As a result of a settlement agreement, we have obtained a promissory note for payment. What is the process for making sure we have obtained the best priority? I'm assuming the race-notice statute applies to promissory notes of this nature. If not, what is the process for obtaining the priority in case of bankruptcy?
You are asking a simple question that has a very complicated answer. You should contact a local debt attorney to explain the nuances. The following is by no means complete, but is more of a bar exam answer that might help get you in the right direction.
Assuming the promissory note is governed by Washington law, look at RCW 62A.9A (http://app.leg.wa.gov/rcw/default.aspx?cite=62A.9A). The important steps are 1) attaching the security interest (a valid agreement); 2) perfecting the agreement (additional steps as described in RCW.9A-312; http://app.leg.wa.gov/rcw/default.aspx?cite=62A.9A-312); and 3) determining priority relative to others.
To obtain the best priority, essentially, try to perfect your interest as soon as possible. You can likely do this by filing your security interest here: http://www.dol.wa.gov/business/UCC/ucconline.html. Filing is not free.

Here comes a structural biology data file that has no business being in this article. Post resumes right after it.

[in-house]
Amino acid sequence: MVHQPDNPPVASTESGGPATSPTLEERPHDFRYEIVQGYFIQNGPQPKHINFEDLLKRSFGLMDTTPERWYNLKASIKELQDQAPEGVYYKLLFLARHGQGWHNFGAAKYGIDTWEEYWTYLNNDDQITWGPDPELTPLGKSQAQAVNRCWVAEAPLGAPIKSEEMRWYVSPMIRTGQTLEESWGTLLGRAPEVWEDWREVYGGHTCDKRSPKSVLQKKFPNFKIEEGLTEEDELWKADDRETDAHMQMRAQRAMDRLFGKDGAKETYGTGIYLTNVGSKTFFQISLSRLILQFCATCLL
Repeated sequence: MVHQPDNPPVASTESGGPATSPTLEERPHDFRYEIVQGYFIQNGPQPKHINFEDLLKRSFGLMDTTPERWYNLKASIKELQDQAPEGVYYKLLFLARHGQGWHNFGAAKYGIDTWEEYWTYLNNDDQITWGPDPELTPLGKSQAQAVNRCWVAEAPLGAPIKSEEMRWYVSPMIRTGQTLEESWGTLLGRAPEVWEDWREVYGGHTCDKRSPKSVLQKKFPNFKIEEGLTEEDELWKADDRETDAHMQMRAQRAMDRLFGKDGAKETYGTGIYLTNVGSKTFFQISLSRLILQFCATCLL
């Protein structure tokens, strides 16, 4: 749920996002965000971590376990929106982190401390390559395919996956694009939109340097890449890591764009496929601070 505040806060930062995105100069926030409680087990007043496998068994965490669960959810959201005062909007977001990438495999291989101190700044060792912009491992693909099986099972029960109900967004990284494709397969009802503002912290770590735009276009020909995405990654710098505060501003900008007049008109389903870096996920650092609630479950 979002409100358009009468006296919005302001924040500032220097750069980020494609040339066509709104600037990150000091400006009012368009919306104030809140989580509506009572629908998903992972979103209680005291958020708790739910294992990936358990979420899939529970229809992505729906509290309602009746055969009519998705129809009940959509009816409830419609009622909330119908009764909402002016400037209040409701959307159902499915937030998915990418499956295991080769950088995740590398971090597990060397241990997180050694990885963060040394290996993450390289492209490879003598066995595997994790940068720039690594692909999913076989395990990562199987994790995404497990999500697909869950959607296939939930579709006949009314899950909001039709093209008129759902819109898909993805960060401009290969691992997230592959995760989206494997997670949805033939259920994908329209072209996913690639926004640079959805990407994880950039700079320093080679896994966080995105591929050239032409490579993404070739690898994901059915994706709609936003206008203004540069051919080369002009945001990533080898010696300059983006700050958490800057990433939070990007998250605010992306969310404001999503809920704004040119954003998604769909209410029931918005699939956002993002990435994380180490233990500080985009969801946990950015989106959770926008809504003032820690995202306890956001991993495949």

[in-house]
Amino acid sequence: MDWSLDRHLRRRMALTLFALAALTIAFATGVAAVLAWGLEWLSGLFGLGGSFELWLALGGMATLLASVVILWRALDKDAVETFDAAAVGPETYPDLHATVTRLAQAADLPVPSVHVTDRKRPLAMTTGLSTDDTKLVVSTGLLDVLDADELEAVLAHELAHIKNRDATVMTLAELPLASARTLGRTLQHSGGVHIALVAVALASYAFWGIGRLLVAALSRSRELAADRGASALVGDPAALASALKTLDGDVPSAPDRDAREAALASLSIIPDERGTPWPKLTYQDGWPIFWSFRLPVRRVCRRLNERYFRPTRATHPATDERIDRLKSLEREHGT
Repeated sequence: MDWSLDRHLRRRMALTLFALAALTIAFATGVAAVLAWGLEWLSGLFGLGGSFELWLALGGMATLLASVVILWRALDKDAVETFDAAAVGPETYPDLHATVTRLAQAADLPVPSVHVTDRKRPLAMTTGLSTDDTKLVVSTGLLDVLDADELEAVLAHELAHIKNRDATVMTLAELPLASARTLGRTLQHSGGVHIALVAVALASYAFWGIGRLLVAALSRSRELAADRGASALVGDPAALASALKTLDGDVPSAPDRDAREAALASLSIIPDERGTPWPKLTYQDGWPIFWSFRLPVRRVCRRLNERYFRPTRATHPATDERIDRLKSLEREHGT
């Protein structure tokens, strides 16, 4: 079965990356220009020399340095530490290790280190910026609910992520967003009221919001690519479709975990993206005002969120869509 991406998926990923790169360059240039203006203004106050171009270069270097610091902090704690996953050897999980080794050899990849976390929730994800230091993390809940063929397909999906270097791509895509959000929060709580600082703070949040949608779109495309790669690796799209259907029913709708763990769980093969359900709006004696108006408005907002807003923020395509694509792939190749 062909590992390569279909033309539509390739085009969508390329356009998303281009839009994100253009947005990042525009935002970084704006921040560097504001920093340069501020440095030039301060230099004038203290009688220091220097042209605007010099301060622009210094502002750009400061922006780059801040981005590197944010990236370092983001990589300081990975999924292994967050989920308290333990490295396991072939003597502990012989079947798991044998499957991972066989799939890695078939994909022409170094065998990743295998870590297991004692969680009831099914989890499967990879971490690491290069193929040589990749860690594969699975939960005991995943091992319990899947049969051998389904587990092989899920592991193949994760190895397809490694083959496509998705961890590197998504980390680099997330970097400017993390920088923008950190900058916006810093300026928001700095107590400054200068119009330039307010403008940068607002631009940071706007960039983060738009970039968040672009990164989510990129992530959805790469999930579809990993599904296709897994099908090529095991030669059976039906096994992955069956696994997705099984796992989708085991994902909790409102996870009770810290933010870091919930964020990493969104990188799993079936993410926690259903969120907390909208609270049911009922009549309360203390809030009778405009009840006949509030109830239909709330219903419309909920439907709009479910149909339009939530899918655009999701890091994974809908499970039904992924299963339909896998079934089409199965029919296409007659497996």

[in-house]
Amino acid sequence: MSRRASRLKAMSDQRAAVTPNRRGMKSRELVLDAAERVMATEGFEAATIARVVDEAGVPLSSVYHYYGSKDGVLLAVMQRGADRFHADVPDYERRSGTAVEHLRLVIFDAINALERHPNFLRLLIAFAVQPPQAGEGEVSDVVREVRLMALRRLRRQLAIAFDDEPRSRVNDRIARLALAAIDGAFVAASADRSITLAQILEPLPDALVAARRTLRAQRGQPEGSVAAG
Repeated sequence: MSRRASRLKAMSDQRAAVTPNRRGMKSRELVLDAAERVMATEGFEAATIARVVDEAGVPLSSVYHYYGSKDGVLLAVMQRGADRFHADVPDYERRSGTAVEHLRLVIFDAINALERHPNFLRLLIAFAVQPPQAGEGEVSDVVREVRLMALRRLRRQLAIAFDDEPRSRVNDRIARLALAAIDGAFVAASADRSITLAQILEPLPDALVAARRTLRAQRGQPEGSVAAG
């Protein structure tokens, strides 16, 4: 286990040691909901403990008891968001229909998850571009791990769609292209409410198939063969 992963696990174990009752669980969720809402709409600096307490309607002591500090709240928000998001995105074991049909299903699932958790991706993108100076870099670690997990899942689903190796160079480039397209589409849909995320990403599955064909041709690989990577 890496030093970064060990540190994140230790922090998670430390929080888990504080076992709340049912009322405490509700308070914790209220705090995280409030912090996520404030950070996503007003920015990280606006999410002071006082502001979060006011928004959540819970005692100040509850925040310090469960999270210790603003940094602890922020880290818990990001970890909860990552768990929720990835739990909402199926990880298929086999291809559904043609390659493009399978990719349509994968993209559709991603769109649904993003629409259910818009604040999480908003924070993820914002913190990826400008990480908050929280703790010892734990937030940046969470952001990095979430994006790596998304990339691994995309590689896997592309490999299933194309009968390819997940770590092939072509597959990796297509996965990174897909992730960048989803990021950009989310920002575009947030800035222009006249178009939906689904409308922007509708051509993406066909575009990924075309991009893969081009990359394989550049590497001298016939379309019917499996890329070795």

This area of law is complicated, convoluted, and should not be taken lightly. If the promissory note is large enough, it would be wise to retain local counsel.
The very best way for your note to have priority is for the debtor to give you a security interest in either real estate, or a large asset such as a truck, an automobile, or a tractor. That can be accomplished with the execution of a simple security agreement, and the filing of a Form UCC-1 at your local county court. In order to have a first priority lien against the property, it must be an asset that does not have any preexisting liens against it. This is a much more simple process than getting a lender or creditor to subordinate their security interest or debt under your debt obligation. Go see a commercial lawyer in your community to obtain additional advice on this issue.
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